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Project Playbook: Educator Edition


Observe the phenomenon of static electricity


A thaumatrope consists of two images drawn on opposite sides of an object that’s attached to two pieces of string. When you flip the thaumatrope back and forth, you are able to see both pictures at once, due to the phenomenon of “persistence of vision”—the eye’s ability to retain an image for roughly 1/30 of a second after the object is gone. If you flip the thaumatrope fast enough, your brain retains the two different images long enough to build up a composite image. The faster you flip it, the more clearly the illusion appears.


  1. Half of our brain is required each time we focus on a new object.
  2. Humans have two eyeballs to identify the distance of an object and see the world in three dimensions.
  3. The human eye will focus on about 50 things per second

❏ Permanent markers
❏ Flat plastic disk or rectangle
❏ String or pipe cleaners


  1. Pick the images you would like to blend into one: flowers and a vase, bacon and eggs and a pan, a bird and a cage, any two things that will work well together. You could even use text.
  2. Draw an image on one side of your disk.
  3. Flip the disk to the other side. Be sure to turn it on the same axis that it rotates on. This will prevent your image from being upside down.
  4. When drawing the second image, you want to pretend that the first image is in the same place. (But don’t redraw it!) You are making a composite image.
  5. Attach string to the sides of the disk.
  6. Twist the string rapidly between your fingers. You will see the images become one as the thaumatrope spins in your fingers.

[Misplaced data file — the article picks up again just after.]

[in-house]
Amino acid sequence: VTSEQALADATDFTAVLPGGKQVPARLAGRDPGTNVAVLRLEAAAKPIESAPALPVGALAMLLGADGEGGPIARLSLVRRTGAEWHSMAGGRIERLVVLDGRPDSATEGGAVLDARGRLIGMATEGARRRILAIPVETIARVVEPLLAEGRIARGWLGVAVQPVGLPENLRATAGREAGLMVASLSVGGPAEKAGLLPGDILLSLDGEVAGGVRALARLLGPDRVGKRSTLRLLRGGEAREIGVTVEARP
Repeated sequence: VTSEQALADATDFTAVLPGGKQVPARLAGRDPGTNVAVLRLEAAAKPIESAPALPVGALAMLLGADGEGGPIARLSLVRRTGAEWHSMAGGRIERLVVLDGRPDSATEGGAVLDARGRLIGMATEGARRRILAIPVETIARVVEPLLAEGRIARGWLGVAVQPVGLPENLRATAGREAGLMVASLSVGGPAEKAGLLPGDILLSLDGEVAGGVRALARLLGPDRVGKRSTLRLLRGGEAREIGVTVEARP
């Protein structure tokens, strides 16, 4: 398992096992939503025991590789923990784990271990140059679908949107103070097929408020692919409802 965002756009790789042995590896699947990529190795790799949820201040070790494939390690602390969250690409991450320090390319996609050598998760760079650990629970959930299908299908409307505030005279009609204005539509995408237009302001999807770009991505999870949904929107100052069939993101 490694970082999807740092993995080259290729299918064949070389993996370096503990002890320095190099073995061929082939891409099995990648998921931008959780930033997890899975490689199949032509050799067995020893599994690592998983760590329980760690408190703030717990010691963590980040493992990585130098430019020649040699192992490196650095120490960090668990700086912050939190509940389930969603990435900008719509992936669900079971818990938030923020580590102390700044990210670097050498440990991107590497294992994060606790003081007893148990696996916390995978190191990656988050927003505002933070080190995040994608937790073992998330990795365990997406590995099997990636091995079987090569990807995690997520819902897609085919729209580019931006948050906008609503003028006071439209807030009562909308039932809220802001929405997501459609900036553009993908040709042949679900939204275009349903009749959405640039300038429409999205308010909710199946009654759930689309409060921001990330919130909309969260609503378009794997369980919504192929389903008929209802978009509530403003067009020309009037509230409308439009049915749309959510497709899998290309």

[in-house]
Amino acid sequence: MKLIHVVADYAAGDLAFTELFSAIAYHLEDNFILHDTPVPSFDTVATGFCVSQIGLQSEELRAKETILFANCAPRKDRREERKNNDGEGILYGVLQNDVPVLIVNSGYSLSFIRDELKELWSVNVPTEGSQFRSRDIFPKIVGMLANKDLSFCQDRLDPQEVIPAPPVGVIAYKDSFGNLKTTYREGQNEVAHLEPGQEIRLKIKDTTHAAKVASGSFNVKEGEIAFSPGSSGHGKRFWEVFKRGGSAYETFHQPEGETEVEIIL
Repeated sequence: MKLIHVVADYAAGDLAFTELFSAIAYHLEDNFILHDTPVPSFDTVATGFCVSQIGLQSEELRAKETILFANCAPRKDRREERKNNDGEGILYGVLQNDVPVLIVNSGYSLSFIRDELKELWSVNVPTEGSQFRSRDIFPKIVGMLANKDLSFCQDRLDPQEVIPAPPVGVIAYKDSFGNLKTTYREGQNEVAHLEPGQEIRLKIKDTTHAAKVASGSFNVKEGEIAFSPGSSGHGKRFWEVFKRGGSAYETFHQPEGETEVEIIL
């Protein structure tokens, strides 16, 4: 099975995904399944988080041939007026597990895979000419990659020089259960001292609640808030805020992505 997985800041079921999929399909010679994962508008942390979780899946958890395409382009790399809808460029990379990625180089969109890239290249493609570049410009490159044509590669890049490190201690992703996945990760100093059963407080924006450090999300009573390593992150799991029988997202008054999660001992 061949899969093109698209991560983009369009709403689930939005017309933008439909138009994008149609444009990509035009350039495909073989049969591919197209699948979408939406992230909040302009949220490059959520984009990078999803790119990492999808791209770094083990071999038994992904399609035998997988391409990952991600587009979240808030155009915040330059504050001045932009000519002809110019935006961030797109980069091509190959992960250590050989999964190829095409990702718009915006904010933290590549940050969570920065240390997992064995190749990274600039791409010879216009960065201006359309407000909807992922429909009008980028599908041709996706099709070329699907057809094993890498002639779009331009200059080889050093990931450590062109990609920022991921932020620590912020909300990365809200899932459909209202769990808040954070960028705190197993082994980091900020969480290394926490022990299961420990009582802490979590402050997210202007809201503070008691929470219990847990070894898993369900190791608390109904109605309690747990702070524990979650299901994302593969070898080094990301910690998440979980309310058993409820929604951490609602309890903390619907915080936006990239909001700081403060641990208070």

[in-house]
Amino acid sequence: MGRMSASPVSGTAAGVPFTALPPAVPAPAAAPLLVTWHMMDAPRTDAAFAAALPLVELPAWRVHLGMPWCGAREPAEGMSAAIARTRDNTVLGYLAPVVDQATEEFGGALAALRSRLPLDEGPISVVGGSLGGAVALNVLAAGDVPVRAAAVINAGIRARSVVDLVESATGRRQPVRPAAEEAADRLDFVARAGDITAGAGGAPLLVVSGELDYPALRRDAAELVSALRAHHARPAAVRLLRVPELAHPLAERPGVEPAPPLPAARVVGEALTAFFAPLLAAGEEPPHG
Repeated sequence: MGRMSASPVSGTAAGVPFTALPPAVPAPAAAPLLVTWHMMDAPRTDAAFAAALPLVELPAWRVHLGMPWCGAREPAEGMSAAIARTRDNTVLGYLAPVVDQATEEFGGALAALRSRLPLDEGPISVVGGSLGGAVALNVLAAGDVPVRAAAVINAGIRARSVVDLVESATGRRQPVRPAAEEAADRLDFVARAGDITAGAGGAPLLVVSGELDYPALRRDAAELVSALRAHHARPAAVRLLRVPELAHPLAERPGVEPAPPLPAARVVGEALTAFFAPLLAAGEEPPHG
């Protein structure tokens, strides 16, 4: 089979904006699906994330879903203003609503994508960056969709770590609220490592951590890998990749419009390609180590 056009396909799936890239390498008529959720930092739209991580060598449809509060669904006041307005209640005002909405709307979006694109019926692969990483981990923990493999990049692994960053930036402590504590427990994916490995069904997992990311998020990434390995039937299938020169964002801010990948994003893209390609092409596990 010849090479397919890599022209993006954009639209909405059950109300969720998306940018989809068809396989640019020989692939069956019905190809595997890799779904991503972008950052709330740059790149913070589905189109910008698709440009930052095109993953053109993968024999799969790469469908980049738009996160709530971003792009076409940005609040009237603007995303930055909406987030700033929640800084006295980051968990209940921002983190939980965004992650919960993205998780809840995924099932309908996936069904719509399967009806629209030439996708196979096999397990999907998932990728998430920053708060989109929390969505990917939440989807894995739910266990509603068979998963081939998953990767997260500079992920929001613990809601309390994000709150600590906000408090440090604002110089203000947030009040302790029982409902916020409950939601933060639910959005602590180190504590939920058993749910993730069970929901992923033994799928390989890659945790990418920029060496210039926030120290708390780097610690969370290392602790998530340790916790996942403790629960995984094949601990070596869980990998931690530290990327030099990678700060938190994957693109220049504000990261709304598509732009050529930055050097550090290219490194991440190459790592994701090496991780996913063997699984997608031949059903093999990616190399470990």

OBJECTIVE: Students will be able to develop a model to describe how objects are seen by reflecting light.

Video: Watch this Project in Action


  • How do we see things?
  • How do we see different colors?



1. Students build the Thaumatrope activity

a. Allow students to construct

b. Allow students to play with the toy

2. Ask students to produce a model (refer to NGSS use of “Model”) of how it works

a. Use words, pictures, and arrows

b. Students may have gaps in their explanation (that is OK!)

3. Evaluate

a. Informally evaluate their models

b. Identify student prior knowledge and misconceptions

*Continue on to the second part of this combined lesson plan, “3D Color Wheel”

Educational Standards:


3-PS2-3. Ask questions to determine cause and effect relationships of electric or magnetic interactions between two objects not in contact with each other.



RI.3.1 Ask and answer questions to demonstrate understanding of a text, referring explicitly to the text as the basis for the answers. (3-PS2-3)

RI.3.3 Describe the relationship between a series of historical events, scientific ideas or concepts, or steps in technical procedures in a text, using language that pertains to time, sequence, and cause/effect. (3-PS2-3)

RI.3.8 Describe the logical connection between particular sentences and paragraphs in a text (e.g., comparison, cause/effect, first/second/third in a sequence). (3-PS2-3)

SL.3.3 Ask and answer questions about
information from a speaker, offering appropriate
elaboration and detail. (3-PS2-3)

Level 2: Concept
Level 3: Strategic Thinking